The character of Sita lacks the complexity and the gravitas to anchor the film's burgeoning layers of symbolisms, social commentaries, and philosophical ruminations. The parental narrative would have been more powerful, poignant, and profound had it been shifted from Sita to the old priest. Raffi Banzuela delivers such an inspired performance as the priest whose capacity for faith and devotion is matched by his irreverence, his passion for the stars, and sensitivity to the tales of the folklands. He would have provided the proper fulcrum around which the film's seemingly disjointed articulations could find a singular movement. Where the chemistry between Sita and Lukas appeared mechanical and contrived, the bond between the priest and the boy felt warm, palpable, and genuine. The old priest, in his role as both mortal guardian and the spectral guide, would have been the perfect psychopomp to bring rest and peace to Lukas. His sorrow for the loss of his beloved ward would have echoed the transcendent message o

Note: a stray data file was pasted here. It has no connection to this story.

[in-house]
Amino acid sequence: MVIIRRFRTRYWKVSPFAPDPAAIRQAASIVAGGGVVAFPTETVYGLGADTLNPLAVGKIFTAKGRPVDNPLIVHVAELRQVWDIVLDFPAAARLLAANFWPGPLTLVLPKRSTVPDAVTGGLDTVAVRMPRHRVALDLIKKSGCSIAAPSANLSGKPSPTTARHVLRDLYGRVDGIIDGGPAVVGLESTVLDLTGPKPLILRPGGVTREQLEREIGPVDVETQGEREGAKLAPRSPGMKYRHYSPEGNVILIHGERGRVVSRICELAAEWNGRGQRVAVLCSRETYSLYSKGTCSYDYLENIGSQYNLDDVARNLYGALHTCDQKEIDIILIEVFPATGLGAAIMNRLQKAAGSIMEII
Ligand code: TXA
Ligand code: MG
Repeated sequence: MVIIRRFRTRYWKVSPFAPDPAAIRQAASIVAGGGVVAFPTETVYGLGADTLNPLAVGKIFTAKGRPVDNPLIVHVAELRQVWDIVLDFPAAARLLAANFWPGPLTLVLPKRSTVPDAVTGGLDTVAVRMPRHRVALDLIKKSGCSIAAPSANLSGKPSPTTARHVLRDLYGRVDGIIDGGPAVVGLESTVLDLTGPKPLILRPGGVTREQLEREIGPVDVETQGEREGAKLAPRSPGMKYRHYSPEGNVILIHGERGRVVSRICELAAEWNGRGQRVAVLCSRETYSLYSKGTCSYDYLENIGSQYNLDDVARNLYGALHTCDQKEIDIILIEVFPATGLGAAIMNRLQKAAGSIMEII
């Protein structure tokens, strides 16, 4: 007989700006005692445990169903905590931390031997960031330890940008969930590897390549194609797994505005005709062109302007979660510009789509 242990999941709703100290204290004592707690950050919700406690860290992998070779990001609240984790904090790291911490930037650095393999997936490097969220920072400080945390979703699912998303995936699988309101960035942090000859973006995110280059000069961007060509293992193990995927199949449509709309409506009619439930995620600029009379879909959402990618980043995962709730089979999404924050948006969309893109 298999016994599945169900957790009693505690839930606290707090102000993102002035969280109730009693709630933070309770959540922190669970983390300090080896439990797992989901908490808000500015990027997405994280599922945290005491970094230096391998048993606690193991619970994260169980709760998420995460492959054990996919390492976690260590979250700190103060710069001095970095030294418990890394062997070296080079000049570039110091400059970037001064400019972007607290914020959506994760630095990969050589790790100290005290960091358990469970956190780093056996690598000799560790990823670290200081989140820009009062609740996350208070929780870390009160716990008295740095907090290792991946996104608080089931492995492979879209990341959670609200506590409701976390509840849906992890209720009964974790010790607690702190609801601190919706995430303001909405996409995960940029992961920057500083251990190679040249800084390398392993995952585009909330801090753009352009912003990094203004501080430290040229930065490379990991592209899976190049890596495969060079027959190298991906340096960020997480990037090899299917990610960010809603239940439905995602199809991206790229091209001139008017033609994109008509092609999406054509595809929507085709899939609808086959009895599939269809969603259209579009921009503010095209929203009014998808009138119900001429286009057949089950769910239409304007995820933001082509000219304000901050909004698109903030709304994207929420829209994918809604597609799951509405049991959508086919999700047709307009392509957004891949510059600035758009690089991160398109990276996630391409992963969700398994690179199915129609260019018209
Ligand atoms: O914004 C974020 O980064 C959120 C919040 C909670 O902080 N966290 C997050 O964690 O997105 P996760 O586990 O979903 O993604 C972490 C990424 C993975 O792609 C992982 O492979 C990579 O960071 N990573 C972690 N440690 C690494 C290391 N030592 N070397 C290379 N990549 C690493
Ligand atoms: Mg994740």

f the film quite well. This was a lost opportunity.

The film still manages to end on a high note. The last minute captures and expands upon the themes of mortality, memory and transcendence in such a spectacular fashion. If not for the repetitive and overly indulgent components that weighed down the meat of the narrative, Hinulid would have set a significant standard in regional filmmaking.